He is no stranger to controversy or large programs. Before coming to VA, Giddens worked at the Homeland Security Department where he ran the Secure Border Initiative (SBINet) program for its first three years. In many ways, Giddens has made a career of dealing with large and politically sensitive programs. He also was the director for the Department of Defense Acquisition Personnel Demonstration Project, program manager for the Air Force Weather Weapon System, and was deputy assistant commandant for acquisition at the U.S. Coast Guard headquarters, and the deputy program executive officer for the Integrated Deepwater System.
The General Services Administration also is shuffling some acquisition chairs.
Tom Sharpe, commissioner of the Federal Acquisition Service, said Gregory Hammond is the new region 2, regional commissioner. Region 2 includes New York, New Jersey, the Commonwealth of Puerto Rico and the U.S. Virgin Islands. Hammond replaces Frank Mayer and Jeff Lau, both of which served as acting commissioners over the last few years. Lau will continue to serve region 2’s deputy commissioner.
FAS is losing a key executive in the Obama administration’s category management effort.
Amanda Fredriksen is leaving her role as assistant commissioner (AC) of Strategy Management on May 3. Sharpe said Fredriksen will move to a new role in Fleet for Travel, Motor Vehicles and Card Services.
“Among many other accomplishments in her tenure as AC, most notable is Amanda’s role in launching Category Management for FAS and the federal government,” Sharpe wrote in an email obtained by Federal News Radio. “Her work has ensured category management will be the ongoing business strategy for managing federal procurement into the future. We have begun a search for Amanda’s replacement; in the meantime, Laura Stanton will serve as acting commissioner of Strategy Management.”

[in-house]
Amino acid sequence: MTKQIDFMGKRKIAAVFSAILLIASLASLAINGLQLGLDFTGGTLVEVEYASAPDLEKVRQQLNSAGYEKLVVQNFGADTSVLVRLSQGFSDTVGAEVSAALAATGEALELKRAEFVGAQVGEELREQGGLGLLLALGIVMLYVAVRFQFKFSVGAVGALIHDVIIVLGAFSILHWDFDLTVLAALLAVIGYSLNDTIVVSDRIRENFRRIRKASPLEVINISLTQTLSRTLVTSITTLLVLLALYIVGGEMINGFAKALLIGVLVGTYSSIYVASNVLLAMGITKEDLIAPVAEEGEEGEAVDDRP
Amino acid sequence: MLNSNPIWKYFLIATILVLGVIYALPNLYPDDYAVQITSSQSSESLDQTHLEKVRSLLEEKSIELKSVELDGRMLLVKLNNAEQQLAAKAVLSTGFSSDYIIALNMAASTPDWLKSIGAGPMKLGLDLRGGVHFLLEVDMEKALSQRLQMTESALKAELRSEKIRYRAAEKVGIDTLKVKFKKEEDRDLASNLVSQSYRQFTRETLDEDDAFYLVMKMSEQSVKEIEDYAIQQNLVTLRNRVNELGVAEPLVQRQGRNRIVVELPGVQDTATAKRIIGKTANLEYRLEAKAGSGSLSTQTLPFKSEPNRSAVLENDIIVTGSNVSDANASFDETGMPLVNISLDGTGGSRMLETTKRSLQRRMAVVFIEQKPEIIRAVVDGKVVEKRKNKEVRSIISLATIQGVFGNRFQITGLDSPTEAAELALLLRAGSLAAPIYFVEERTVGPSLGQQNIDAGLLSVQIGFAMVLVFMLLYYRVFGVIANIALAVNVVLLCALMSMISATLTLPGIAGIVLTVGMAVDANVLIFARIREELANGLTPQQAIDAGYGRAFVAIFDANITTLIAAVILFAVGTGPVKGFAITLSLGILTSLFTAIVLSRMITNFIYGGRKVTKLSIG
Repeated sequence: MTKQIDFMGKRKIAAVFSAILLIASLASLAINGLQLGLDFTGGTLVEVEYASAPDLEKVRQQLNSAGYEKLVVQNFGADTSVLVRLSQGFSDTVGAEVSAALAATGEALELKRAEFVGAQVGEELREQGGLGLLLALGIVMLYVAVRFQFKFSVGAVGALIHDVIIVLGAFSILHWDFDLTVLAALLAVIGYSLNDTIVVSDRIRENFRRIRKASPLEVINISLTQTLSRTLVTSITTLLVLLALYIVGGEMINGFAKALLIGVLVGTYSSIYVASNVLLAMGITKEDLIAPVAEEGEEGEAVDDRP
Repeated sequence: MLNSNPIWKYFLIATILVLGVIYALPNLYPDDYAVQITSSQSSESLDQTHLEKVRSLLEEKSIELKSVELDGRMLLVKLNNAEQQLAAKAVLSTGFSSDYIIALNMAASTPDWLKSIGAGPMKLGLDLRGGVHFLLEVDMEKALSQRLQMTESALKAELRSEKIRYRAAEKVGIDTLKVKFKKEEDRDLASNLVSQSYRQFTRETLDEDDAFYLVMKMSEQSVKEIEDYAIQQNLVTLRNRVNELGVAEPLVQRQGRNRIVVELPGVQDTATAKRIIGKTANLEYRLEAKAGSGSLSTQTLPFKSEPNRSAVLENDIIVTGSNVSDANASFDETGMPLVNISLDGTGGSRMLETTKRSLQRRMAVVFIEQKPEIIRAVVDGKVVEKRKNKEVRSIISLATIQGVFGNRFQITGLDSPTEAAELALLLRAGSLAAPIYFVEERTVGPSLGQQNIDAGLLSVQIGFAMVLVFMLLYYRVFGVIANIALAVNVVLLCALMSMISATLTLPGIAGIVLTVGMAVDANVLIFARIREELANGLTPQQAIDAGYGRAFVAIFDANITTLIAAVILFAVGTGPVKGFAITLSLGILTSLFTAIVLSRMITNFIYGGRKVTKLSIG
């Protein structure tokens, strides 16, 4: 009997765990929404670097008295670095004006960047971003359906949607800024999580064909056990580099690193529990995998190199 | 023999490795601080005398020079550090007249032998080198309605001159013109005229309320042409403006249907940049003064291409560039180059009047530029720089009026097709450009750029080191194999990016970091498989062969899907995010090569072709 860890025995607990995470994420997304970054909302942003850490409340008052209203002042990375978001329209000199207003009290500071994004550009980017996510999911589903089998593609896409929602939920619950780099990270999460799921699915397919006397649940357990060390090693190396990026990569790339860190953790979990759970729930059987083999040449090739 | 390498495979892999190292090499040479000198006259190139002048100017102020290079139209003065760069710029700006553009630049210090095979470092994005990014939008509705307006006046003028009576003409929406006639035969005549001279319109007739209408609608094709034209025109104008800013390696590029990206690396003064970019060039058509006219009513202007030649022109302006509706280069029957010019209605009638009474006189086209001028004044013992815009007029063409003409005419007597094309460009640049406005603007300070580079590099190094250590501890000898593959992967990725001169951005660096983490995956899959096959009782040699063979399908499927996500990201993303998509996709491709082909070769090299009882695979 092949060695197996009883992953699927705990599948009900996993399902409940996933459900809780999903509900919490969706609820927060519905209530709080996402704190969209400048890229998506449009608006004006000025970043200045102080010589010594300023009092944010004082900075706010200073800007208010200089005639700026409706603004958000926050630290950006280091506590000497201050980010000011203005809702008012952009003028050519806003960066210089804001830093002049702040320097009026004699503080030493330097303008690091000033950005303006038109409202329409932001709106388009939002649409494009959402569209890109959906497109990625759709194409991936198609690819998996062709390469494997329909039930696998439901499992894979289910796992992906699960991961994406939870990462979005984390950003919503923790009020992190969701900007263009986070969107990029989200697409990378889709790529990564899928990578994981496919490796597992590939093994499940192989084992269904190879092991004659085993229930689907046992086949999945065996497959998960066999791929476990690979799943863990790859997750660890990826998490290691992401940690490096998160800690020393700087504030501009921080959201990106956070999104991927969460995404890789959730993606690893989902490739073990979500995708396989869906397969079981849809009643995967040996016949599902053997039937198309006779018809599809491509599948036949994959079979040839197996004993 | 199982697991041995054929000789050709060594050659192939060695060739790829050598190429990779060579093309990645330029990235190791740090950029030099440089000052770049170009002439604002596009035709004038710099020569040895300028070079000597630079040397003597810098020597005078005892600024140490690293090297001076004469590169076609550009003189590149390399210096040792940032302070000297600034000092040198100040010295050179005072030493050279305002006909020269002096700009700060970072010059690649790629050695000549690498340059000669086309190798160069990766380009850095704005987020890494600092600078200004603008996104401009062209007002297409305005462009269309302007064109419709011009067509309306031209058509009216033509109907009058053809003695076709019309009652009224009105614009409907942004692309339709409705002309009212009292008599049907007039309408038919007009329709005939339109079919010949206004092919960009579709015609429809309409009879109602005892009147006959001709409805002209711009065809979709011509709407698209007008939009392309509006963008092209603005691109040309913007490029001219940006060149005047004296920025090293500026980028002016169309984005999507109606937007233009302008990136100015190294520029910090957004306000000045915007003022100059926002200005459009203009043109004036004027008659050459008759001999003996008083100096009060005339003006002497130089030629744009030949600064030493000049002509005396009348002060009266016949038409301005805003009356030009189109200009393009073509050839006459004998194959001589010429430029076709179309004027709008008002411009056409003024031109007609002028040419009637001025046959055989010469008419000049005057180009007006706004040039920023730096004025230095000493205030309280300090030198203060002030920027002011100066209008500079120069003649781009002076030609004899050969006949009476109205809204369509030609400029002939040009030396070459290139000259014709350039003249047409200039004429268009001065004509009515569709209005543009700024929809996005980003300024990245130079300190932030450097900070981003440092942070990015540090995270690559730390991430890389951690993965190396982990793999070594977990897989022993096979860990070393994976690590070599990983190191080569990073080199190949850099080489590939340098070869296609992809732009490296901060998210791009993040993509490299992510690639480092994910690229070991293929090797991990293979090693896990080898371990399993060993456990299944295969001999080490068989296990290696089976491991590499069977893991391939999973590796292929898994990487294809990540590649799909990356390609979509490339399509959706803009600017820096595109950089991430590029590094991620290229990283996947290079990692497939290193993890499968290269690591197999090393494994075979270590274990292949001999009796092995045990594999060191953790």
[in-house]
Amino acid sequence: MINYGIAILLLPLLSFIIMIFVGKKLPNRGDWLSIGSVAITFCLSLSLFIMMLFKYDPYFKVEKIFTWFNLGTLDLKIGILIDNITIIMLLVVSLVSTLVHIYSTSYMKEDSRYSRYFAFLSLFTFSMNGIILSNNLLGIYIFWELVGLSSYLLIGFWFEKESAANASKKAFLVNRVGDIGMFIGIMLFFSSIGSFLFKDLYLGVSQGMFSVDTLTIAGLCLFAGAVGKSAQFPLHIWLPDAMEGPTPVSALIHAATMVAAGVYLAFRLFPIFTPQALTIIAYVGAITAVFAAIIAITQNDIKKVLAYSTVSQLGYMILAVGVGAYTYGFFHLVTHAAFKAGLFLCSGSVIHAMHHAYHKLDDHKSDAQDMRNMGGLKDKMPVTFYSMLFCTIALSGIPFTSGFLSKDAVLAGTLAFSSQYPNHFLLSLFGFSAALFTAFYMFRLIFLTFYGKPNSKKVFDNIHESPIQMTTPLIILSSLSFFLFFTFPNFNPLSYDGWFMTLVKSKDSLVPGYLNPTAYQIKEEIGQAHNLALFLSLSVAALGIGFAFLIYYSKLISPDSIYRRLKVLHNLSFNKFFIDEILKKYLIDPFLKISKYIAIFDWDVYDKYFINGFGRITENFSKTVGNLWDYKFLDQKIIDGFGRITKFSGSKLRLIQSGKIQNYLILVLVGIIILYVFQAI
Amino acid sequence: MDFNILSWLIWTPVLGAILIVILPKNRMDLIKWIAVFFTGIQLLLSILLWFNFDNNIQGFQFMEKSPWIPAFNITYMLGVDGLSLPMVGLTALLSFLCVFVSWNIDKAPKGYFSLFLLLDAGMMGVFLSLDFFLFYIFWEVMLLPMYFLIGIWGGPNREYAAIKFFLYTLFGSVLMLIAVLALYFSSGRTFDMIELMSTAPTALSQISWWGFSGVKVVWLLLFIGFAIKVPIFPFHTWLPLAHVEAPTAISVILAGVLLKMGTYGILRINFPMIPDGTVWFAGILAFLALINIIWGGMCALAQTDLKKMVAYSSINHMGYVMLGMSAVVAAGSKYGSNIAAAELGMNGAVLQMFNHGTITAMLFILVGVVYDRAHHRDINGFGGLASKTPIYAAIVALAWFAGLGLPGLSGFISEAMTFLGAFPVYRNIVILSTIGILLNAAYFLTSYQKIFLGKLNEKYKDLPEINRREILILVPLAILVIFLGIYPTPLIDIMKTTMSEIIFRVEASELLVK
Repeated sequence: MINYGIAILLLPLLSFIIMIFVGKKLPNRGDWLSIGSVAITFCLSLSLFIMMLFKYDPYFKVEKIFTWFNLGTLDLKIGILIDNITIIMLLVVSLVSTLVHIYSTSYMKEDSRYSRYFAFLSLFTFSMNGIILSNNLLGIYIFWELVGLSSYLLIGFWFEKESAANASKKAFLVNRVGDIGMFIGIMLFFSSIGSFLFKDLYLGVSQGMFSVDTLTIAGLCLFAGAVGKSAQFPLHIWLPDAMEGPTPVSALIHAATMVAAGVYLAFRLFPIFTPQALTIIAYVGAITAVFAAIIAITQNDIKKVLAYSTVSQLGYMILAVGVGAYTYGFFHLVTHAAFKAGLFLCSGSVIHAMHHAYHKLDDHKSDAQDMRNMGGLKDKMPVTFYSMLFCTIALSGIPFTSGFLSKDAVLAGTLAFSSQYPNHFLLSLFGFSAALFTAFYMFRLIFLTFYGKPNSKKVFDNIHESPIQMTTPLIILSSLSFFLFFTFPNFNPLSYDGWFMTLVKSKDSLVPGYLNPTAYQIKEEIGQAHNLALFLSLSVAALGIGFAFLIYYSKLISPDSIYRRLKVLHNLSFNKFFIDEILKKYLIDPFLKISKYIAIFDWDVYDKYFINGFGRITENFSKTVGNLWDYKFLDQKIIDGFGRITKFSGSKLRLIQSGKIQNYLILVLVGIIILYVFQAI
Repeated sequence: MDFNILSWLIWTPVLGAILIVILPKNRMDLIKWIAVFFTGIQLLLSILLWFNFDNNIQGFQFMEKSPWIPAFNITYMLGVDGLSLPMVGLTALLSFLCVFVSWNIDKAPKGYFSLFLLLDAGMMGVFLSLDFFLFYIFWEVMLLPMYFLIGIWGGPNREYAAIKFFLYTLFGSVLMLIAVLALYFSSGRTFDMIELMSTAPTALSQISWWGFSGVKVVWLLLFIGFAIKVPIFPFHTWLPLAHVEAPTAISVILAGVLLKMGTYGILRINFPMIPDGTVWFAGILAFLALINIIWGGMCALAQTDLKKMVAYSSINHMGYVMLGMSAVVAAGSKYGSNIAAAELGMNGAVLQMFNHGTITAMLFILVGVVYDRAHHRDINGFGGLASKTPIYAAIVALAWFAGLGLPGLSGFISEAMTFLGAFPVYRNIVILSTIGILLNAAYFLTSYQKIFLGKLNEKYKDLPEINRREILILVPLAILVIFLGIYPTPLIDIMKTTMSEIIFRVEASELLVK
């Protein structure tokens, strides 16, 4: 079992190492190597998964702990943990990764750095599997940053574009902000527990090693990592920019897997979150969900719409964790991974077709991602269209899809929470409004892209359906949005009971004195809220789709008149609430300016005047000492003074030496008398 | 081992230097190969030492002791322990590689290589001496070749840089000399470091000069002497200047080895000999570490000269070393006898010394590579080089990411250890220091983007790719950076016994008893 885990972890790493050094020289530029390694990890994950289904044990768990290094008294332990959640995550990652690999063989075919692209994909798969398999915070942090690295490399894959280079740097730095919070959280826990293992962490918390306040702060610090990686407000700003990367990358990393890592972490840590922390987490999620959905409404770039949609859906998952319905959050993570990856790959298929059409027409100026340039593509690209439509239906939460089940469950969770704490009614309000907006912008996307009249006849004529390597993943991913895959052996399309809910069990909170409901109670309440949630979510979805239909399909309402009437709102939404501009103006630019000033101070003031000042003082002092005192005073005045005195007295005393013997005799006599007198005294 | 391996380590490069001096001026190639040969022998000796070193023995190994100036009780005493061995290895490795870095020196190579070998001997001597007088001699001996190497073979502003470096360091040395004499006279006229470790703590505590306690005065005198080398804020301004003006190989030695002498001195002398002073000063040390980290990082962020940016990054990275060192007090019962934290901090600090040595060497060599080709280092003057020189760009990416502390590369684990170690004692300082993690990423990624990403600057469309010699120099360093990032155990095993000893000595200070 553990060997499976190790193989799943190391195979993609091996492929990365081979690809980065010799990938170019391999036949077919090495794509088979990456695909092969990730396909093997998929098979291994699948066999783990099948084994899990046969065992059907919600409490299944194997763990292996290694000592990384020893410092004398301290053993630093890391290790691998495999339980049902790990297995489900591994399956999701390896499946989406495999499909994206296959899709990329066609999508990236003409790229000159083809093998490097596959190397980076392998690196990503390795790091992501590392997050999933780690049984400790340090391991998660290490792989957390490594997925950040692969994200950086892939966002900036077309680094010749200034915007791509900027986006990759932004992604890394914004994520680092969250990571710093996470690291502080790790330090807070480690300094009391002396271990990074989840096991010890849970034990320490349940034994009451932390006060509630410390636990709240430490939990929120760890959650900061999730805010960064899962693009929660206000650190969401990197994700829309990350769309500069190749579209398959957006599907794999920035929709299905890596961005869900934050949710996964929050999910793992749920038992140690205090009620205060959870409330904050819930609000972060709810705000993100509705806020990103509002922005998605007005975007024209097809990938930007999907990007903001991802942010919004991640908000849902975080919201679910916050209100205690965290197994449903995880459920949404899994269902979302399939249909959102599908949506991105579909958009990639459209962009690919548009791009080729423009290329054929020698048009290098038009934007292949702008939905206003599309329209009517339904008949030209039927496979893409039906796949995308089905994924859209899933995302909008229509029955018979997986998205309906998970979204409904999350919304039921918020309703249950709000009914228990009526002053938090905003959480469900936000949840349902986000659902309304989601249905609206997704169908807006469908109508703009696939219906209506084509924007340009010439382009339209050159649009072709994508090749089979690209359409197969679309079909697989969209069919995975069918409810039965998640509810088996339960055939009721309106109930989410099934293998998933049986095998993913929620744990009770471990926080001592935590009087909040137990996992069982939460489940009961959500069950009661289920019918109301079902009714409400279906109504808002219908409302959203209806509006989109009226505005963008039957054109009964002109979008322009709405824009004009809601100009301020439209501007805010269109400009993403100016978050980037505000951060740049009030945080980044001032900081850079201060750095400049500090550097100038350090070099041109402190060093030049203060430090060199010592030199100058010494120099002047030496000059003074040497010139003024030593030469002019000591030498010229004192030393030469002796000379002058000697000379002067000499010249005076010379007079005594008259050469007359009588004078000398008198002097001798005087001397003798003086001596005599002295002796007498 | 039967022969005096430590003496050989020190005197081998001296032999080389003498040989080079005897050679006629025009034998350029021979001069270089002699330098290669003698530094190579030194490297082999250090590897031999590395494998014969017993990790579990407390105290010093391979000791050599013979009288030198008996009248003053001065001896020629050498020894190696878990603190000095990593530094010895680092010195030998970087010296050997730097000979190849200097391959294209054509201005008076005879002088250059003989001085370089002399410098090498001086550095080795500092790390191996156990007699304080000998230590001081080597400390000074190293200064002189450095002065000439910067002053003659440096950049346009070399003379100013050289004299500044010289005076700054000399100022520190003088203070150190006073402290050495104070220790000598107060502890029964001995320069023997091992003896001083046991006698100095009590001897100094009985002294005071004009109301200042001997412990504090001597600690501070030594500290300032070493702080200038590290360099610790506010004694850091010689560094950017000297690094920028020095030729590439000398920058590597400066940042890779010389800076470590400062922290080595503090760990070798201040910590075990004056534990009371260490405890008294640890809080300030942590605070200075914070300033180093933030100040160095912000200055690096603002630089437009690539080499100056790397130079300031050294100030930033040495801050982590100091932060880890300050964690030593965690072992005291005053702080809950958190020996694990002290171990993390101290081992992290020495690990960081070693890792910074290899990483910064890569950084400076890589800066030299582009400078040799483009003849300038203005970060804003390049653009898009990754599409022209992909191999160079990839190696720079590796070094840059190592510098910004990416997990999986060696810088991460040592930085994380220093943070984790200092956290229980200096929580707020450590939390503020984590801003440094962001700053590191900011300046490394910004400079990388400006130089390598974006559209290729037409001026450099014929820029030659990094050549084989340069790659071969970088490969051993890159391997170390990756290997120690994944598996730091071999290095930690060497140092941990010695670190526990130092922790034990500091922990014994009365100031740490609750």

If you remember, Fredriksen got caught up in the post Western Regions Conference clamp down across all facets of GSA. She was one of six GSA officials put on administrative leave for a short time in June 2013. Fredriksen was cleared of any wrong doing, and returned to the assistant commissioner role. She also ran the Integrated Acquisition Environment (IAE) and System for Award Management (SAM) initiatives.
Finally on the GSA front, Region 8 commissioner Tim Horne is leaving FAS to join the Public Building Service. He will assume the role of region 8 PBS commissioner, Sharpe said.
And finally, Larry Gross is moving on from the Interior Department. After spending the last almost five years as the principle deputy CIO at Interior, Gross said he’ll become the Agriculture Department’s Farm Service Agency’s top IT guy on April 20.
Gross replaces Jim Gwinn, who left as the USDA FSA CIO in March 2014 and now is the CIO for the First Responder Network Authority (FirstNet). FirstNet’s mission is to build, operate and maintain the first high-speed, nationwide wireless broadband network dedicated to public safety.
Loretta Burns has been acting since Gwinn left nearly a year ago.
Gross came to Interior in 2010 after spending the five previous years as the associate CIO for Electronic Government at the Treasury Department.
The perfect job for a technology management turnaround expert is out there. The Library of Congress seeks a chief information officer on the heels of a scathing report from the Government Accountability Office. GAO found the LOC is lacking of strong IT leadership to manage programs and oversee spending. GAO said the Library has not had a permanent CIO since 2012 and has had five temporary CIOs in the interim.
So, the perfect candidate must be able to change the culture and develop a strategic plan.
Applications are due June 1.